Plans for Ashford Park, a 91.5-acre residential and commercial development behind the Sandusky Mall in Perkins Township, received initial approval during a public hearing Tuesday night.
Perkins Township Trustees Tom Pascoe and Tim Coleman wanted to table the zoning change from single-family residential to a planned unit development, but Trustee Bill Dwelle voted for the planned unit development.
Because of township bylaws and regulations, a unanimous vote would have been required to reverse the recommendation of the township zoning commission.
The zoning change paves the way for mix-used construction on the property, which is owned by the Cafaros, the family that owns Sandusky Mall.
The proposed 200-unit development offers condos in high-rise towers, business offices, shopping and, in its final phase, townhomes and patio homes that are eco-friendly.
Centurion Development Group of New Albany, Ohio, along with Evans Mechwart, Hambleton & Tilton Inc. and Triad Architects of Columbus, presented the plans to trustees. Dialogue on the zoning change lasted more than 90 minutes.
During each phase of construction Centurion will need to seek approval from the county and township to move forward. Once specific plans are approved by both, Centurion cannot change them without approval from both.
The project is geared toward baby boomers and "boomerang" snow birds, who are returning from warmer climates to be closer to loved ones, said Ryan Goldberg president and CEO of Centurion.
Steve Yagielo, a township resident who represents North Central Ohio Building Trades Association, spoke in support of the project.
"A great deal of effort has been put into making this environmentally protective," he said. "I think it's a great boon for this area, not only for the residential aspect of it, but for the amount of income it will generate. This is a project that everybody should be behind."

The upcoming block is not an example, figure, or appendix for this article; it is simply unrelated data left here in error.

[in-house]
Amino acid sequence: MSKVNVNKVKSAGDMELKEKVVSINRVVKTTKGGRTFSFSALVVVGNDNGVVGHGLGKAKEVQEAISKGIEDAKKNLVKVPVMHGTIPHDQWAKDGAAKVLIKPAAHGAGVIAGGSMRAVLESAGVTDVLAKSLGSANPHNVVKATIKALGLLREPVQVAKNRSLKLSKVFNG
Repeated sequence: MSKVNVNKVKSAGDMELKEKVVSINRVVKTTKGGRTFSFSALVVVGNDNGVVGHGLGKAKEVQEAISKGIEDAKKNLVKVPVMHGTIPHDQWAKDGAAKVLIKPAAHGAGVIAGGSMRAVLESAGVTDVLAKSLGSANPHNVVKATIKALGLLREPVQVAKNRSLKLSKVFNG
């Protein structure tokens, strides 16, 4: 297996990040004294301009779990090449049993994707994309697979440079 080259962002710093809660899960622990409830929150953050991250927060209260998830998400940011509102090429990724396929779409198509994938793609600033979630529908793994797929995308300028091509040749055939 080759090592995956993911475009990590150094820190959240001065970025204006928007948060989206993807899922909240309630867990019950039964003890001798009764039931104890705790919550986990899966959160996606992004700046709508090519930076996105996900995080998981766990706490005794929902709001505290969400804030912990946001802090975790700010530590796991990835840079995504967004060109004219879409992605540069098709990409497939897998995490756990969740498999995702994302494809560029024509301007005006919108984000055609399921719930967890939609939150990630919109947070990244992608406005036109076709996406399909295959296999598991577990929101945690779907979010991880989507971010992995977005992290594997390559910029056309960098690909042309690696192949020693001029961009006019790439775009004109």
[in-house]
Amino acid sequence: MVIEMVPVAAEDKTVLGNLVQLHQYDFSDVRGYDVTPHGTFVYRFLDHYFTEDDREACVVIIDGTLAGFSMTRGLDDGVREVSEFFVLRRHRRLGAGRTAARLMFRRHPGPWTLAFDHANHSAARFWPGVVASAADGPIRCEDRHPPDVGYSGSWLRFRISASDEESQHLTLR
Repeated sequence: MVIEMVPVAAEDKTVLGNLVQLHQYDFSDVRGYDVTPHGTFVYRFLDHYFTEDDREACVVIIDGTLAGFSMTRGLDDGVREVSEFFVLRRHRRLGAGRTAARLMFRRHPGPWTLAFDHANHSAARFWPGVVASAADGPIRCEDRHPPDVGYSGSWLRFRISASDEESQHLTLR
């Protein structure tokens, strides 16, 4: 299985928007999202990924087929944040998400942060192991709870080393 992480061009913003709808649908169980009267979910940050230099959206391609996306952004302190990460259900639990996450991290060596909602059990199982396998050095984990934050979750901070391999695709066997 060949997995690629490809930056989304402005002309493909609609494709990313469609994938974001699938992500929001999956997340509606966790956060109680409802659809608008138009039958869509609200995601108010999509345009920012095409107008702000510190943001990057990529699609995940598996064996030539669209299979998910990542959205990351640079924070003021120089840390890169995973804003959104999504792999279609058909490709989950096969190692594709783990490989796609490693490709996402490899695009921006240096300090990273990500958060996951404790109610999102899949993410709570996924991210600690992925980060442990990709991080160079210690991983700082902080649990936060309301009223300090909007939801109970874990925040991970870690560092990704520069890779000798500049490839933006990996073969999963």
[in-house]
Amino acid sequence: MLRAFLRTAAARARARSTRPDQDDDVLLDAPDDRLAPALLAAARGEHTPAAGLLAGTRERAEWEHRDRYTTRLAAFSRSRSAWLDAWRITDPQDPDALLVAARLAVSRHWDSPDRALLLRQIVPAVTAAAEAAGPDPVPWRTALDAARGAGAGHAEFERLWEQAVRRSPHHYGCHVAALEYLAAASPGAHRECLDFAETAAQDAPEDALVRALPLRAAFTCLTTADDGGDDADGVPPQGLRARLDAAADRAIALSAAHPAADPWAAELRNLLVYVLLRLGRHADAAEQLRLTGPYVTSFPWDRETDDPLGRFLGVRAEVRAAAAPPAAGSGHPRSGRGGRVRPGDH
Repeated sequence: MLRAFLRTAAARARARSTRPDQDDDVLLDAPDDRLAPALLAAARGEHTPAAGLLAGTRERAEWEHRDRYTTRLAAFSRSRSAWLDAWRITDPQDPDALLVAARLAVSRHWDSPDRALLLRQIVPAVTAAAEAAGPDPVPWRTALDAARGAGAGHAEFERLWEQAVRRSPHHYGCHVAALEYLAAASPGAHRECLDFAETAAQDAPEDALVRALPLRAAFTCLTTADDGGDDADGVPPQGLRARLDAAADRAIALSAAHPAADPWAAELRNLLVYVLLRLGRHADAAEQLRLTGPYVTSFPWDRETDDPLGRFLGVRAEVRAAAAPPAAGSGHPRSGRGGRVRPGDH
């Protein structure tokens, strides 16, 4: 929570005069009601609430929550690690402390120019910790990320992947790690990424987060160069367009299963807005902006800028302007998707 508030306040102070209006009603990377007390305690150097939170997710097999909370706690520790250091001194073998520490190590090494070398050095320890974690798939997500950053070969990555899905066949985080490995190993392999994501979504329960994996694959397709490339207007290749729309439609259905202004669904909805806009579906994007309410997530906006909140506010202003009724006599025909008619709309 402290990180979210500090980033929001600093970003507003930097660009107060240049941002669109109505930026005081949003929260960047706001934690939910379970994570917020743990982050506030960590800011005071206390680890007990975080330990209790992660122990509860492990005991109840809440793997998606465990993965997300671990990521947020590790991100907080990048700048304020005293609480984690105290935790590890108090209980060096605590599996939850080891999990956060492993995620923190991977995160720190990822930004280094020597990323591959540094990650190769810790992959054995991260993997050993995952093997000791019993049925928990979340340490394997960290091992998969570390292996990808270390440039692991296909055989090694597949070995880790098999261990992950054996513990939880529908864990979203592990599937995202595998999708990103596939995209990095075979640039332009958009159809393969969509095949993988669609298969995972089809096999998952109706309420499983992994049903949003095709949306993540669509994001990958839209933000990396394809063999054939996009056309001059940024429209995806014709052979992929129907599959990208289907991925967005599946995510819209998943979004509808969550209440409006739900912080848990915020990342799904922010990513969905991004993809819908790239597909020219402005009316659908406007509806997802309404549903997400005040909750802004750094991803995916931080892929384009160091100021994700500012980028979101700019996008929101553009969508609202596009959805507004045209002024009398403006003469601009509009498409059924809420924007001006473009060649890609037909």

But others had concerns about the eco-friendly development's footprint on a ditch running through the property that is currently rated by environmental authorities as a Category 3 wetland.
Gary Toll's presentation to trustees wasn't as glamorous and technologically advanced as the development group's, which included computer-generated models.
But with his slide projector and carefully chosen words, Toll drove a point home about protecting the wetlands with conservation easements in perpetuity -- permanent setbacks from the ditch and any wetlands.
Coleman and Pascoe voiced additional concerns about the development.
Pascoe asked the company to provide information on itself, because when he went to Centurion's Web site it said it was under construction. He wants to research the group's investors and board of directors.
Coleman and Pascoe were both concerned about the burden such a development and an aging population will put on the township police and fire services.
What it is: 200 housing units ranging from 900-2,200 square feet, along with a restaurant, dry cleaners, in-house physician's assistant, pharmacy and additional shops.
Architectural style: based off Ashford Castle in Ireland will incorporate limestone and large timber in construction.
Construction company will recycle 76 percent of construction waste
Solar shingles will absorb energy used to light common areas
Wind turbines will also produce electricity to light common areas and commercial areas
Heating and cooling for the common and commercial areas will be done using the local water table.
Phase one: 200 units to the first tower of four proposed towers.